Monday, January 26, 2009
Happy Chinese New Year -- Year of the Ox
Good gay men that we are, I realized that we have a couple pieces of erotic pottery ourselves:
On both Saturday and Sunday our photovoltaic array produced record amounts of electricity. On Saturday they put out 9.85 KW, .25 better than the previous best in October. With Sunday’s forecast for a totally cloudless day we had hopes of similar or better.
By two forty-five Sunday afternoon we were already in the 9.6s and the sun was heading for the big white pine that begins to shade the array as of mid-afternoon. But the cells were cranking it out and were in the 9.8s by the time they began to be shaded. Once past the pine there were only bare birches and hickories in the sun’s path and the meter cranked slowly into the 9.9s.
As we had afternoon tea, we kept slipping into the mechanical room to check as the hundredths and tenths slowly added up. With the meter crawling, we flipped over to 9.99. The barest trickle was coming down from the array with us cheering it on to do just one extra hundredth. But the output window suddenly dropped to 0 and our daily total stopped heartbreakingly close to 10 KW.
Every day the sun is just a little higher in the sky, the day a couple of minutes longer. We didn’t get above 9.64 today but we should see and maybe beat the elusive 10.0 before too much longer.
In a related development, a professor and class from Laconia Technical College are going to do an in-depth project studying and monitoring this house (along with two others in the area) for the next five years. They’ll begin this Thursday with four hours in the house, including doing a negative pressure test by pumping out a great deal of air and checking the tightness of all the openings for windows and doors. The economics of heating the house will also be tracked. Since the deal to have the local schools fell through because of staff cuts and budget reductions that killed off-campus projects, we were very pleased to become part of LTC’s study.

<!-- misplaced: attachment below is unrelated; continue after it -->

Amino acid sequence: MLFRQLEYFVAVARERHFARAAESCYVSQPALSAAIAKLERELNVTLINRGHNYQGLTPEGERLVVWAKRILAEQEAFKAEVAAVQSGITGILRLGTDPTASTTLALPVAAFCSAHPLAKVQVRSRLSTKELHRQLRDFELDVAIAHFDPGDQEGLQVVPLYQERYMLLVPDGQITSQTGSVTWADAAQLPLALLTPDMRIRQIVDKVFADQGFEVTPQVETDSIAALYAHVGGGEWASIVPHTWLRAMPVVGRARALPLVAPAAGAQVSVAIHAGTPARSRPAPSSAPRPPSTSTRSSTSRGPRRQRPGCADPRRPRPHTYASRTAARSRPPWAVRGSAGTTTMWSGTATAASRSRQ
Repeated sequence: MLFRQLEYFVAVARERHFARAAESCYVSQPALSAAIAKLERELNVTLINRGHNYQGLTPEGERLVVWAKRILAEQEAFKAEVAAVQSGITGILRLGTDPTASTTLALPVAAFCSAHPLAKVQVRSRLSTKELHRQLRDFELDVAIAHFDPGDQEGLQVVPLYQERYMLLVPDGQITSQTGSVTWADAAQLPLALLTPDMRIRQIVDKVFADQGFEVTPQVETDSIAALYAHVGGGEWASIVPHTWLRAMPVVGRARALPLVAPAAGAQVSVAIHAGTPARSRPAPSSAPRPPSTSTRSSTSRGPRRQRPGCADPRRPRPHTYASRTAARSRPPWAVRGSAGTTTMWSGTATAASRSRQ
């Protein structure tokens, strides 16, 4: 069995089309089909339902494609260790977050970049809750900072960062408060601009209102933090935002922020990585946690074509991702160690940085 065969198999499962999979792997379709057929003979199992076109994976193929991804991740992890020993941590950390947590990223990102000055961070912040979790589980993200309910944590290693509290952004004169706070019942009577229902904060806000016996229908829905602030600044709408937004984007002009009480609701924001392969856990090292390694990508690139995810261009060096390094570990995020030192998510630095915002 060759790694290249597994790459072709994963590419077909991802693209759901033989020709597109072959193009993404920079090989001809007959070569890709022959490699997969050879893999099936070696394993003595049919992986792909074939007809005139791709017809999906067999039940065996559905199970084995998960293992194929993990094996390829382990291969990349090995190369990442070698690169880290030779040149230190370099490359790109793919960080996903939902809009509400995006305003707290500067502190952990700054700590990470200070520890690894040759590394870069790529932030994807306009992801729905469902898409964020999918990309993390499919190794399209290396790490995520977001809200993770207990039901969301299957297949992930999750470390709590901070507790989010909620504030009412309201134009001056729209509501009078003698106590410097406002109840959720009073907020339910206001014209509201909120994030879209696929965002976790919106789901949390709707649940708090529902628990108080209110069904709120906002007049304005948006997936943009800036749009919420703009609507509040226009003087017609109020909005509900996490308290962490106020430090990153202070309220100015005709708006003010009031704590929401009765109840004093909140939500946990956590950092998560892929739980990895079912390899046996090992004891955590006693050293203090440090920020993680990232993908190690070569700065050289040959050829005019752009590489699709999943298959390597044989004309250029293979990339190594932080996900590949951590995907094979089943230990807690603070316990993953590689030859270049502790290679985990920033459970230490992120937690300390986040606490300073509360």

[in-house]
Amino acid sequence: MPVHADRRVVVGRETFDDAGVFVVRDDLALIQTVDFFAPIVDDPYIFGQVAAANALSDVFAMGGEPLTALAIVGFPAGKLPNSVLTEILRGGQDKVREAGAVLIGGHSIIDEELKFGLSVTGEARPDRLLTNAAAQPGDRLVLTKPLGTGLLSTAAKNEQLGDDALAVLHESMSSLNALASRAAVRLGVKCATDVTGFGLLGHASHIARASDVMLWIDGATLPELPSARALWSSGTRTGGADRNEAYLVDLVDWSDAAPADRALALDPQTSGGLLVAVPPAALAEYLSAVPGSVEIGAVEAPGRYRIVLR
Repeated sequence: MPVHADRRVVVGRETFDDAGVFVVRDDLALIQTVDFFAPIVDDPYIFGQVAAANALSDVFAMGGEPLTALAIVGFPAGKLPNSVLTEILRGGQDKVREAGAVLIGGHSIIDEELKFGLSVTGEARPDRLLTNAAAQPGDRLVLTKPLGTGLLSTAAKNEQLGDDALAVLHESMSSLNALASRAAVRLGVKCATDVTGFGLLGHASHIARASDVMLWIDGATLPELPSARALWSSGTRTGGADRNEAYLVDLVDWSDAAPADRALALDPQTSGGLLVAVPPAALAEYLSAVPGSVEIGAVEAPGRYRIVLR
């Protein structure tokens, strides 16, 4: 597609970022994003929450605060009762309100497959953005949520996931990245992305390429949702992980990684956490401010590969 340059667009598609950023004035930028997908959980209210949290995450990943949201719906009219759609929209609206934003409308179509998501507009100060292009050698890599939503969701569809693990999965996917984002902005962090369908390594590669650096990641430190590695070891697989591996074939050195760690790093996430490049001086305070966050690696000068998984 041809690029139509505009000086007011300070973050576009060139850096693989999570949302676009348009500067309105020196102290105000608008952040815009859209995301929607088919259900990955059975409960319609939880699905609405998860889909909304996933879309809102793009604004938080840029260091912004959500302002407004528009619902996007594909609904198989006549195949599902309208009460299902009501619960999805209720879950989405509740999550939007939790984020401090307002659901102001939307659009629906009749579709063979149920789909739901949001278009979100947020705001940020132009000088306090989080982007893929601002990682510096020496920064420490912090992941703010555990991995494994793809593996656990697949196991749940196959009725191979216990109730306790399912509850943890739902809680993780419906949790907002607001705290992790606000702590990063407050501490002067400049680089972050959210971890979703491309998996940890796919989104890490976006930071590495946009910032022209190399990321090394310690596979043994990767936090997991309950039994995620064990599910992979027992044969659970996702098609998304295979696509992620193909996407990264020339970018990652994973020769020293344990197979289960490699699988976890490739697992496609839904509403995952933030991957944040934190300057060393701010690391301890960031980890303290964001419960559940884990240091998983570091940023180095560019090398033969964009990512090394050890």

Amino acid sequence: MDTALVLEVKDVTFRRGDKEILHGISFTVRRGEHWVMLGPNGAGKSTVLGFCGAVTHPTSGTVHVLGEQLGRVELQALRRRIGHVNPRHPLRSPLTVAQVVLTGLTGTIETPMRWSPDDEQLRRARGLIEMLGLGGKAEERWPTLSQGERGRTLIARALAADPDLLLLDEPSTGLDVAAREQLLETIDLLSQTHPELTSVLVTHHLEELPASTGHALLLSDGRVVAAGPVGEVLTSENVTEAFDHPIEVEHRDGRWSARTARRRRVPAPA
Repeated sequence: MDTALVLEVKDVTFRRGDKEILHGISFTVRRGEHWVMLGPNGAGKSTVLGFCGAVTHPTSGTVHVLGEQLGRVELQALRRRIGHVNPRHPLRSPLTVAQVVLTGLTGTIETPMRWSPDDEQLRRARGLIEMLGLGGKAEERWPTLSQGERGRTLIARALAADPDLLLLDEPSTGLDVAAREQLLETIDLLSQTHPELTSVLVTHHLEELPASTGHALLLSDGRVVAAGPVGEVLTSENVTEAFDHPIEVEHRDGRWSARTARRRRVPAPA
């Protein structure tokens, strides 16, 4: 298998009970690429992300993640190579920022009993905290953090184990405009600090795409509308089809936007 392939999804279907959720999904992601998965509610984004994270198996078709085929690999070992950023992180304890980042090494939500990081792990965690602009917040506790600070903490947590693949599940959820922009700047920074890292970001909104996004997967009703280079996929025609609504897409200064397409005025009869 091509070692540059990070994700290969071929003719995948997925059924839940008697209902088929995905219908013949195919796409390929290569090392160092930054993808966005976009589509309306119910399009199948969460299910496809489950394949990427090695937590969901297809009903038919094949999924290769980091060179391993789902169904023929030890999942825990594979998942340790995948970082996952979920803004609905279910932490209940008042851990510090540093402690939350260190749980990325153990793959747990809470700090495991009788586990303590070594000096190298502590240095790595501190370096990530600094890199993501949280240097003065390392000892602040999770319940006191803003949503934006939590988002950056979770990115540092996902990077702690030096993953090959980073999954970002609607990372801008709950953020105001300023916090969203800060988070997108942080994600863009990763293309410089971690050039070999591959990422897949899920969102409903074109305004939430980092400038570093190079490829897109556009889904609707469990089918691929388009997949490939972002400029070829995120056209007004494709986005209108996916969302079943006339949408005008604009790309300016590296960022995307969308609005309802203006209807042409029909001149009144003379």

Since we cut our Christmas tree fresh and rushed it into a water-filled tree stand, it came down two weeks later remarkably fresh. When I carried it outside, I set it up in the deep show bank outside the great room windows and we’re still enjoying it just four feet away from where it was inside.
My tattoo backpiece contains Leonardo da Vinci’s perfectly proportioned man (combined with the “What a piece of work is a man” passage from Shakespeare’s Hamlet). One of our friends sent me this, which he said his boyfriend had found and thought I would enjoy seeing:
Further signs of the economic collapse: I got an email from Brandeis University (my MFA) regretfully announcing that to get them through the current endowment and fund raising decline, they're closing the Rose Art Museum later this semester and selling off the collection through an auction house this summer. The Rose's collection specialized in modern and contemporary art and its loss is going to mean a big hole in the life of the campus. But in the face of any number or thoroughly unattractive options, and in the interest of protecting the central educational mission of the school, the art will be sold and the building will become teaching space.
The Leonardo is meant to be the perfect man and the Shakespeare passage from Hamlet is: What a piece of work is a man, how noble in reason, how infinite in faculties, in form and moving how express and admirable, in action how like an angel, in apprehension how like a god! the beauty of the world, the paragon of animals.
Combining that image with those words was the strongest statement I could think of at the time.
And Mega hairy muscle hugs of thanks for commenting about my blog post on Father Tony's blog site. I really appreciate that, stud.
The museum closing is sad - a college here in Virginia had to sell its art collection for financial reasons. That was really a shame as well.
And I really like the cup on the right in your first photo! ;-)